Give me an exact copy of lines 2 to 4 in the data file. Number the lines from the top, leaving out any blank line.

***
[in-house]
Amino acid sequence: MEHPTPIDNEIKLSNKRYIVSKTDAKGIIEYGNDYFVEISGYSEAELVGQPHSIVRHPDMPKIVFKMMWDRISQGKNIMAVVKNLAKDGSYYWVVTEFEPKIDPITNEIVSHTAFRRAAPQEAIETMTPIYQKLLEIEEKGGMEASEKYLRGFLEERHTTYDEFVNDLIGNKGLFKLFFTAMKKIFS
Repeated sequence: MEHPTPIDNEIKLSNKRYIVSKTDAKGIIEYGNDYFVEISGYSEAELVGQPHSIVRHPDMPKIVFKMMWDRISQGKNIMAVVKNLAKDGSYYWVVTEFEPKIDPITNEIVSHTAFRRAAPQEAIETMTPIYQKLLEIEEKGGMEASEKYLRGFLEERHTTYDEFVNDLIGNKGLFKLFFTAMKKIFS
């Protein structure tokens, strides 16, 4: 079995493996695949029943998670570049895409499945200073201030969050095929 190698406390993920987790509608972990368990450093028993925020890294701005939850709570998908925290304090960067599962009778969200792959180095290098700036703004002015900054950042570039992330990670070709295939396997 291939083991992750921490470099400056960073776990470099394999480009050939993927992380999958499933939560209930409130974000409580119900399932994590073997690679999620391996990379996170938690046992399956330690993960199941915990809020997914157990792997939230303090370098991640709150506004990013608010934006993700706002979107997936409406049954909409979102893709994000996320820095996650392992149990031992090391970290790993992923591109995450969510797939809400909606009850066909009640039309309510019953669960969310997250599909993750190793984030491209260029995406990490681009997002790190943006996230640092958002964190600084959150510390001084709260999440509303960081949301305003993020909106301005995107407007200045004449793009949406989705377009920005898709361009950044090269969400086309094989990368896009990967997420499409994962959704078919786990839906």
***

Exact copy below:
Amino acid sequence: MEHPTPIDNEIKLSNKRYIVSKTDAKGIIEYGNDYFVEISGYSEAELVGQPHSIVRHPDMPKIVFKMMWDRISQGKNIMAVVKNLAKDGSYYWVVTEFEPKIDPITNEIVSHTAFRRAAPQEAIETMTPIYQKLLEIEEKGGMEASEKYLRGFLEERHTTYDEFVNDLIGNKGLFKLFFTAMKKIFS
Repeated sequence: MEHPTPIDNEIKLSNKRYIVSKTDAKGIIEYGNDYFVEISGYSEAELVGQPHSIVRHPDMPKIVFKMMWDRISQGKNIMAVVKNLAKDGSYYWVVTEFEPKIDPITNEIVSHTAFRRAAPQEAIETMTPIYQKLLEIEEKGGMEASEKYLRGFLEERHTTYDEFVNDLIGNKGLFKLFFTAMKKIFS
């Protein structure tokens, strides 16, 4: 079995493996695949029943998670570049895409499945200073201030969050095929 190698406390993920987790509608972990368990450093028993925020890294701005939850709570998908925290304090960067599962009778969200792959180095290098700036703004002015900054950042570039992330990670070709295939396997 291939083991992750921490470099400056960073776990470099394999480009050939993927992380999958499933939560209930409130974000409580119900399932994590073997690679999620391996990379996170938690046992399956330690993960199941915990809020997914157990792997939230303090370098991640709150506004990013608010934006993700706002979107997936409406049954909409979102893709994000996320820095996650392992149990031992090391970290790993992923591109995450969510797939809400909606009850066909009640039309309510019953669960969310997250599909993750190793984030491209260029995406990490681009997002790190943006996230640092958002964190600084959150510390001084709260999440509303960081949301305003993020909106301005995107407007200045004449793009949406989705377009920005898709361009950044090269969400086309094989990368896009990967997420499409994962959704078919786990839906």